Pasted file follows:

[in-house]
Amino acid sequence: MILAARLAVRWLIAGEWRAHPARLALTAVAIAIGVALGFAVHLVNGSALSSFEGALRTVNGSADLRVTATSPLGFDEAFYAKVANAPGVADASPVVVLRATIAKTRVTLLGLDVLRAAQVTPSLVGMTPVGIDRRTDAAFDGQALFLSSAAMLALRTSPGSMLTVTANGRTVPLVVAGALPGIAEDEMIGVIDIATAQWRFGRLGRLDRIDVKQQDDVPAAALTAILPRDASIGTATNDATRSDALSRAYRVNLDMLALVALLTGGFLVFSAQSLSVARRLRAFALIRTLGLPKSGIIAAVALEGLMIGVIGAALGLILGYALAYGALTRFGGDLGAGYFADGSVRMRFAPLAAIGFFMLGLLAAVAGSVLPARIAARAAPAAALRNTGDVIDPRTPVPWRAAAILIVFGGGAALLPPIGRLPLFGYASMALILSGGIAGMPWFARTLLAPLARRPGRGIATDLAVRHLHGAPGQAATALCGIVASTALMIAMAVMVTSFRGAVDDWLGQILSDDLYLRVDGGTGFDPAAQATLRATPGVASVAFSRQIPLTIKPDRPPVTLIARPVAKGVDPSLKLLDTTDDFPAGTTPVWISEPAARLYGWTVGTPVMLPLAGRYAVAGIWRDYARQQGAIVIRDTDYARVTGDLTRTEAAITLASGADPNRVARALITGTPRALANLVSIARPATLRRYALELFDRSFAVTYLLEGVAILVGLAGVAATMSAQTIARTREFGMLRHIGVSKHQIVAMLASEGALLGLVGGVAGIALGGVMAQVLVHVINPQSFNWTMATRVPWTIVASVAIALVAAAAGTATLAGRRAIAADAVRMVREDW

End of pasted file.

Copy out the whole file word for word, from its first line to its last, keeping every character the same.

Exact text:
[in-house]
Amino acid sequence: MILAARLAVRWLIAGEWRAHPARLALTAVAIAIGVALGFAVHLVNGSALSSFEGALRTVNGSADLRVTATSPLGFDEAFYAKVANAPGVADASPVVVLRATIAKTRVTLLGLDVLRAAQVTPSLVGMTPVGIDRRTDAAFDGQALFLSSAAMLALRTSPGSMLTVTANGRTVPLVVAGALPGIAEDEMIGVIDIATAQWRFGRLGRLDRIDVKQQDDVPAAALTAILPRDASIGTATNDATRSDALSRAYRVNLDMLALVALLTGGFLVFSAQSLSVARRLRAFALIRTLGLPKSGIIAAVALEGLMIGVIGAALGLILGYALAYGALTRFGGDLGAGYFADGSVRMRFAPLAAIGFFMLGLLAAVAGSVLPARIAARAAPAAALRNTGDVIDPRTPVPWRAAAILIVFGGGAALLPPIGRLPLFGYASMALILSGGIAGMPWFARTLLAPLARRPGRGIATDLAVRHLHGAPGQAATALCGIVASTALMIAMAVMVTSFRGAVDDWLGQILSDDLYLRVDGGTGFDPAAQATLRATPGVASVAFSRQIPLTIKPDRPPVTLIARPVAKGVDPSLKLLDTTDDFPAGTTPVWISEPAARLYGWTVGTPVMLPLAGRYAVAGIWRDYARQQGAIVIRDTDYARVTGDLTRTEAAITLASGADPNRVARALITGTPRALANLVSIARPATLRRYALELFDRSFAVTYLLEGVAILVGLAGVAATMSAQTIARTREFGMLRHIGVSKHQIVAMLASEGALLGLVGGVAGIALGGVMAQVLVHVINPQSFNWTMATRVPWTIVASVAIALVAAAAGTATLAGRRAIAADAVRMVREDW